Really, Governor Rick Perry and Texas legislators, is that the best you could do? No concealed handgun permits for fetuses? No requiring persons with diacritical marks in their names to register proof of American-ness? No seceding from the union? Governor Rick calls a special session of the Legislature, and so far all you're going to talk about is legislative redistricting?
Where's the fun in that? This is the Tea Party-drenched Texas Legislature here. Watching you act rational is like buying a circus ticket hoping to see tigers almost mauling snooty trainers, only to show up and find insurance salesman offering deals on whole life.
Regardless, Buzz only has what Austin brings to work with, so sit back while we explain what this special session is all about. See, it's about 2-year-old court challenges to the Legislature's last redistricting maps, which opponents say violate both Sections 2 AND 5 of the Voting Rights Act and maybe the U.S. Constitution, which a three-judge panel in D.C. and a federal district court in San Antonio in separate cases said they did, but the Supreme Court rejected the San Antonio court's interim maps, which we used anyhow in 2012 and now the Legislature will decide whether toooooooooooooooooo ... Oops. Sorry. Nodded off there for a sec.
Let's try again: The issue is whether the Texas GOP has figured out that it can't woo Latinos while kicking them in the junk. Critics say the Republican-controlled Legislature's original maps, drawn in response to population growth among Latinos, short-sheeted Latinos on safe districts. A three-judge panel in D.C. found that the maps deliberately discriminated, an ugly fact that could dog Republicans politically.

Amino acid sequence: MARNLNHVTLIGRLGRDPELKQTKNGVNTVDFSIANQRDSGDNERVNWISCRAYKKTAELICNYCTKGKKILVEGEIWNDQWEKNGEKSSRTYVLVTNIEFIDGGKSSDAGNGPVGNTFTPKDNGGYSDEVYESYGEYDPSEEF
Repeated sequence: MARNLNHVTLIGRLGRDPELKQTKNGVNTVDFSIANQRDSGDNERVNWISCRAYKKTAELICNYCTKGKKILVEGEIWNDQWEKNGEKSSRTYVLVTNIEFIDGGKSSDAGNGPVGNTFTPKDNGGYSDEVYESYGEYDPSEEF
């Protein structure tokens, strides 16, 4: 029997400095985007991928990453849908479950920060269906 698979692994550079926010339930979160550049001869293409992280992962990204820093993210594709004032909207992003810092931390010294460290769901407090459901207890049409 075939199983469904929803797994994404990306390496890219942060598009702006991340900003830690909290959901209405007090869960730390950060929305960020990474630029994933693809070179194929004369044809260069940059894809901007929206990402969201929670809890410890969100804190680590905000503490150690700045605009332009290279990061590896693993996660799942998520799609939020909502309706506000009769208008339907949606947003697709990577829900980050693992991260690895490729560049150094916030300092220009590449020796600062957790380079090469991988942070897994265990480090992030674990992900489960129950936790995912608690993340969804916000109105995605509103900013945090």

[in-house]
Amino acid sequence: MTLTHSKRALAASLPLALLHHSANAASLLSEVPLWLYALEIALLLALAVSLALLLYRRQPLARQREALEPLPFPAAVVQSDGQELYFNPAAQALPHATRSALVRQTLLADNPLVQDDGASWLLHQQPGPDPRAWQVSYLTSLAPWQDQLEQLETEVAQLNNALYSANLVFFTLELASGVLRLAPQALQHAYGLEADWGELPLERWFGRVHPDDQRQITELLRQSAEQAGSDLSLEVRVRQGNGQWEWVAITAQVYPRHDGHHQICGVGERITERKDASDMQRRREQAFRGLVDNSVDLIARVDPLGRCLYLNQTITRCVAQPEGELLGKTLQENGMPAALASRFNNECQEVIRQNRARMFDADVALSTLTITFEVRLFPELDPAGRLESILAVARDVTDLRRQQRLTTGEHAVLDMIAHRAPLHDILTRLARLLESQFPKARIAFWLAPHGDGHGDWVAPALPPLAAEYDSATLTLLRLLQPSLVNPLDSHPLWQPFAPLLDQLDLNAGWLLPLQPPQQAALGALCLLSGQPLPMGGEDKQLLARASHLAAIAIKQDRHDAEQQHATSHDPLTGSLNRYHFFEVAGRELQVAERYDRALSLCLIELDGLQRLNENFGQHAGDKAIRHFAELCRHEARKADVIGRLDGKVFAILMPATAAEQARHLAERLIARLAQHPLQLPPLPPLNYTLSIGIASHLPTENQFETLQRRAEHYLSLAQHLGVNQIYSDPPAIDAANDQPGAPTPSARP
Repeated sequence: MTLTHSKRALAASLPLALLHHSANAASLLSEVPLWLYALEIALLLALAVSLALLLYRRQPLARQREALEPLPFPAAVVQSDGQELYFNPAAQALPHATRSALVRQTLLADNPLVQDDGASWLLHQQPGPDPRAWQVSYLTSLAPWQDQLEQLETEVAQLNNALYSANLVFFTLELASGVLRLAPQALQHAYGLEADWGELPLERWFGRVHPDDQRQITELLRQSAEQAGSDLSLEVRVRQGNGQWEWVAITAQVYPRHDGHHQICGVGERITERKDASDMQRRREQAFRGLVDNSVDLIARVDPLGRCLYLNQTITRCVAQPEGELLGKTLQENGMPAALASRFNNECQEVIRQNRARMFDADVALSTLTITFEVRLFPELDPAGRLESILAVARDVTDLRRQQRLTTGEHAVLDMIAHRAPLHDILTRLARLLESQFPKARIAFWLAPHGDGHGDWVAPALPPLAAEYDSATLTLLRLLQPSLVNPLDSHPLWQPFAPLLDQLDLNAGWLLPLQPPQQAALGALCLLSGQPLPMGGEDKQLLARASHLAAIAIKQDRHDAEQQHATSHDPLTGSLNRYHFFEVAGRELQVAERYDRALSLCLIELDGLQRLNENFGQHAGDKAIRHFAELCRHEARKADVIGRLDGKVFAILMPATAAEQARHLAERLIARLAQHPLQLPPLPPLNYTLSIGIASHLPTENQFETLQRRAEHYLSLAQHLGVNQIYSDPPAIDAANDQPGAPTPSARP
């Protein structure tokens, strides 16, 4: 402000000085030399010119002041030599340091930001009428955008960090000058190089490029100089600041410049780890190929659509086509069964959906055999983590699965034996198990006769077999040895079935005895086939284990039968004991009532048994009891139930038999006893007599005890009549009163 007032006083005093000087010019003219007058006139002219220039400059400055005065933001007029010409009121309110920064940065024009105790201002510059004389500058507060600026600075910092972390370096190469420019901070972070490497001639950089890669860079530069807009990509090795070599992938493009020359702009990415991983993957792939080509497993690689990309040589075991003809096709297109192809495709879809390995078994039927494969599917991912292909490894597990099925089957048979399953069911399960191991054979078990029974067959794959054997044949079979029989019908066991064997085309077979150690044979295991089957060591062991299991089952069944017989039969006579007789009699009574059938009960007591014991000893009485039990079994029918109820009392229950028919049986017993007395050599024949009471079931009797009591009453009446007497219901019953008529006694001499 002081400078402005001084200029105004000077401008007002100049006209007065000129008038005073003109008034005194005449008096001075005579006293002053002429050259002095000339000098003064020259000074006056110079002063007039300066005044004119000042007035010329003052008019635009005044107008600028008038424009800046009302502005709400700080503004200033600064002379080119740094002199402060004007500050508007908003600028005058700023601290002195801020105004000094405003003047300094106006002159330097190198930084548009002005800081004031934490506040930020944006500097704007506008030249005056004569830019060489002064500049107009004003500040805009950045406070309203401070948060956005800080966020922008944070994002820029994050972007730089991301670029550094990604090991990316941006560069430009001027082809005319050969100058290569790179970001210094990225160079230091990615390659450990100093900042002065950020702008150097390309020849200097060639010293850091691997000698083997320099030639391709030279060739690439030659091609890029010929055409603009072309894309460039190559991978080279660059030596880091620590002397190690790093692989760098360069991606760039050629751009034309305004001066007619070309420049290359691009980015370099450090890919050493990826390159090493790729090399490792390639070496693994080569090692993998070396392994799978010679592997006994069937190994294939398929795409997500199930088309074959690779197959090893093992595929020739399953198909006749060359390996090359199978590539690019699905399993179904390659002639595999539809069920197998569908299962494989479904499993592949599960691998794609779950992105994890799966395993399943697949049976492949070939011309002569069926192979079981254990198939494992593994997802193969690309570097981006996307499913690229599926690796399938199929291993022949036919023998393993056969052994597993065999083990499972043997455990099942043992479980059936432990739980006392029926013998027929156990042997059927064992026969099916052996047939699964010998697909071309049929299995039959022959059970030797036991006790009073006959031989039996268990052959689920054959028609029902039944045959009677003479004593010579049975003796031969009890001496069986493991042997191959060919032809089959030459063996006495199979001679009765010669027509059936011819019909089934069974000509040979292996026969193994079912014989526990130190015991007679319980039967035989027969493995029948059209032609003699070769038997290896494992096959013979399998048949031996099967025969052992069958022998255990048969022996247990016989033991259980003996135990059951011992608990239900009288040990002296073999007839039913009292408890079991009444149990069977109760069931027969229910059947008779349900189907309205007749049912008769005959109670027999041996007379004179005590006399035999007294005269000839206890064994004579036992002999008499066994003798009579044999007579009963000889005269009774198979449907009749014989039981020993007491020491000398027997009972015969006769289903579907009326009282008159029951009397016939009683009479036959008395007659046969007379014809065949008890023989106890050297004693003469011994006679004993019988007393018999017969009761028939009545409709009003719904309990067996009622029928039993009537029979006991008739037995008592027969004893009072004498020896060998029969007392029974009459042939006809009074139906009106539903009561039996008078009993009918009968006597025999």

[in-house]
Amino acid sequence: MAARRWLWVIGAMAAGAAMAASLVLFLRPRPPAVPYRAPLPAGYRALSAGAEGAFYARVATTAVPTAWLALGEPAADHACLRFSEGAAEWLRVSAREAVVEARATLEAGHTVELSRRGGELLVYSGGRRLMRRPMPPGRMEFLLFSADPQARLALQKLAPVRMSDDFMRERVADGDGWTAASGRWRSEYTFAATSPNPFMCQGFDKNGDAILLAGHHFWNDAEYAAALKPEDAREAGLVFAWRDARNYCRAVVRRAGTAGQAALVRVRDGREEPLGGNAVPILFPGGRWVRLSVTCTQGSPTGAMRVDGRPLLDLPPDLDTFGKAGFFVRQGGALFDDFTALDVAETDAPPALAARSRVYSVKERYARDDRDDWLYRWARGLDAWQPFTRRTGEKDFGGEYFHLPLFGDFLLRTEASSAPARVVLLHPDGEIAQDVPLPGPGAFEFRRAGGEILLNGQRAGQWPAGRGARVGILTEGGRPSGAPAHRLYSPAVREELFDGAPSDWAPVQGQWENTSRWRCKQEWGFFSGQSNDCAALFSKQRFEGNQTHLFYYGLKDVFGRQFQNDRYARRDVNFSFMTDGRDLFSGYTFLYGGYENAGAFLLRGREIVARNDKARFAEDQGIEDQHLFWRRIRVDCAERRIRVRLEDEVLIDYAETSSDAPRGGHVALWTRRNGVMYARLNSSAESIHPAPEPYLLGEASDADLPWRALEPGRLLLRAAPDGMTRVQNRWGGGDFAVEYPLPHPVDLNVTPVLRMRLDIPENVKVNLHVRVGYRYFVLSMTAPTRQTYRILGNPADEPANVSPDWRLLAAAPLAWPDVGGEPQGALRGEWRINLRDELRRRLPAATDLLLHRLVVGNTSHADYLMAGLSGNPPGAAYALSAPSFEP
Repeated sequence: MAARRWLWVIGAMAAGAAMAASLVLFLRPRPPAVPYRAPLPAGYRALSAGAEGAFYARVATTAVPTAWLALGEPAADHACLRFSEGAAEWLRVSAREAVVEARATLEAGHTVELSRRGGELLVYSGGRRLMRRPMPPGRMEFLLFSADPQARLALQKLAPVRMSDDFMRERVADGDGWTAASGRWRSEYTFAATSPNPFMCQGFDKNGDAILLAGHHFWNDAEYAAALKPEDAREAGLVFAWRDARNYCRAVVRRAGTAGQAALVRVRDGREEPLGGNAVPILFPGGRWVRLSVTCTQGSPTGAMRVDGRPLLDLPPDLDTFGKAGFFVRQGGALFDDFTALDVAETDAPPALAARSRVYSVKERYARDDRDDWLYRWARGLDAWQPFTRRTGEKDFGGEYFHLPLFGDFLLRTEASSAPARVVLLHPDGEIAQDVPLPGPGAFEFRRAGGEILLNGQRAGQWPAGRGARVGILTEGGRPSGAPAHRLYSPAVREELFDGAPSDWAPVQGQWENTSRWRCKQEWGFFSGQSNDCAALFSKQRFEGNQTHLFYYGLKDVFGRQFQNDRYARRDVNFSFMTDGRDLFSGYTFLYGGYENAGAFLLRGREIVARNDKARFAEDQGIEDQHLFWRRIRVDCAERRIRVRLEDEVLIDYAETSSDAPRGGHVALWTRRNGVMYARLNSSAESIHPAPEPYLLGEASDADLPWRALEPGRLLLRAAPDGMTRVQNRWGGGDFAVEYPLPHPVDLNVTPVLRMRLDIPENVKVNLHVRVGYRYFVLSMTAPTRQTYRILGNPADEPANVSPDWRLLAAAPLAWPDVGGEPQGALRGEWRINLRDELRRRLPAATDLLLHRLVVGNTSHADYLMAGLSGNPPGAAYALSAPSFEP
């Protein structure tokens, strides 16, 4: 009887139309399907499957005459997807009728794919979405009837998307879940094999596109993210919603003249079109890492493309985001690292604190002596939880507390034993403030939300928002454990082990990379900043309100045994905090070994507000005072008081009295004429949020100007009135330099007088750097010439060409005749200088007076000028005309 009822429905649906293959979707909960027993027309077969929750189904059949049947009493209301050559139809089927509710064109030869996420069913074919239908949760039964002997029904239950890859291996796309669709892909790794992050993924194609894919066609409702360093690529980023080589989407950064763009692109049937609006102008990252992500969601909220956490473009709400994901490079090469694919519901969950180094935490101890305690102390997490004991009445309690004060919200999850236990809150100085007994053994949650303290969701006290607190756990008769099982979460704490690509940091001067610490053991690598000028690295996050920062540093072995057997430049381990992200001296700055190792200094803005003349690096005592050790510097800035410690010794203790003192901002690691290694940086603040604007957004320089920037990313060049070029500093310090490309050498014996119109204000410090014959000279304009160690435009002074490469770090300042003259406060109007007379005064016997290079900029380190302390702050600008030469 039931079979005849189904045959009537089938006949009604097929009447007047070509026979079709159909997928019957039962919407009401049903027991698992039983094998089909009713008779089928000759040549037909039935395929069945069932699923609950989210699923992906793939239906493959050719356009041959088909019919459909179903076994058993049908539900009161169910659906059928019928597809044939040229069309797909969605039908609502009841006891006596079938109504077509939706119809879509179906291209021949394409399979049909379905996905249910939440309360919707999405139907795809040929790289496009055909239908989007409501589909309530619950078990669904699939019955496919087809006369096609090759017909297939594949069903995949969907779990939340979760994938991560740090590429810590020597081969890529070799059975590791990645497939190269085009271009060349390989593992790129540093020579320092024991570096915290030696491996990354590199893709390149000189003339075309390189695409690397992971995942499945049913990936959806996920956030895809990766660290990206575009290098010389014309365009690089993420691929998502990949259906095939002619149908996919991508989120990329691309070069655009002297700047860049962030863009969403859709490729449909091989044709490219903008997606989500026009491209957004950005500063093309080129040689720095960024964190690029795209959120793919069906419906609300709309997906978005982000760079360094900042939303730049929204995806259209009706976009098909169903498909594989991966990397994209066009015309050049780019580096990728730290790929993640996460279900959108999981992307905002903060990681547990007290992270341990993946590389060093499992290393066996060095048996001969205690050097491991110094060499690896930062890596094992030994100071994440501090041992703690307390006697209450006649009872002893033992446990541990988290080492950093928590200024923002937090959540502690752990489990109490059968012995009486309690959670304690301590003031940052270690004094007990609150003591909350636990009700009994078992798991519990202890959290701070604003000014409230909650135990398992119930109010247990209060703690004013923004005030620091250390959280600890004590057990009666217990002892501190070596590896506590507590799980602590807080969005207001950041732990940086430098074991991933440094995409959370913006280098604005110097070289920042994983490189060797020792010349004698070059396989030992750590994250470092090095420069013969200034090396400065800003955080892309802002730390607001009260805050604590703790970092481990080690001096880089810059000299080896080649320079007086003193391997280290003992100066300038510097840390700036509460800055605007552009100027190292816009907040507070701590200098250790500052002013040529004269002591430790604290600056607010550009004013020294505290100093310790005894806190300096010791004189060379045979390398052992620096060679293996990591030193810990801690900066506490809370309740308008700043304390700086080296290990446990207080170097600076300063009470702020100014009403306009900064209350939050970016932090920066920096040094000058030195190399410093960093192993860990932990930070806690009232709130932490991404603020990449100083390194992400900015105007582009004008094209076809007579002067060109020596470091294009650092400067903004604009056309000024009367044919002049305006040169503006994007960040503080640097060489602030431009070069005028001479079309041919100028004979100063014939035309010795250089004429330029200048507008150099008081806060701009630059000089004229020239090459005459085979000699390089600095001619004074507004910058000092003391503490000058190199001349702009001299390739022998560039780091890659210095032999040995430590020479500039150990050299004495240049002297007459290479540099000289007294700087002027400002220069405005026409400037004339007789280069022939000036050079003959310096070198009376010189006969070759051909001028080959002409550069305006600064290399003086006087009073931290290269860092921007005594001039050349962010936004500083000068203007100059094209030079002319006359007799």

Even the interim maps the Legislature is pondering discriminate, says Matt Angle with the Lone Star Project, so adopting them might not help the GOP in its efforts to remake its image to a more inclusive "Kumbaya"-singing party. "It will stand as a judgment on the legislators," Angle says.
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Meanwhile, the U.S. Supreme Court will issue a ruling this month that could decide the constitutionality of Section 5 of the Voting Rights Act, which requires some states, including Texas, to get federal approval for any changes in their voting procedures. Whatever the Supreme Court decides, Angle says, the litigation over the maps will continue.
For now, the Legislature is scheduling public hearings on the maps around the state, and Angle says we'll probably be using minority-shorting maps at least this cycle. Texas Republicans will just have to live with the fallout.
"This Legislature passed maps that were found to be intentionally discriminating," Angle says. "That's a stain they cannot wash away."
Of course, how damaging that stain in depends on whether Latinos -- or other Texans -- actually choose to vote.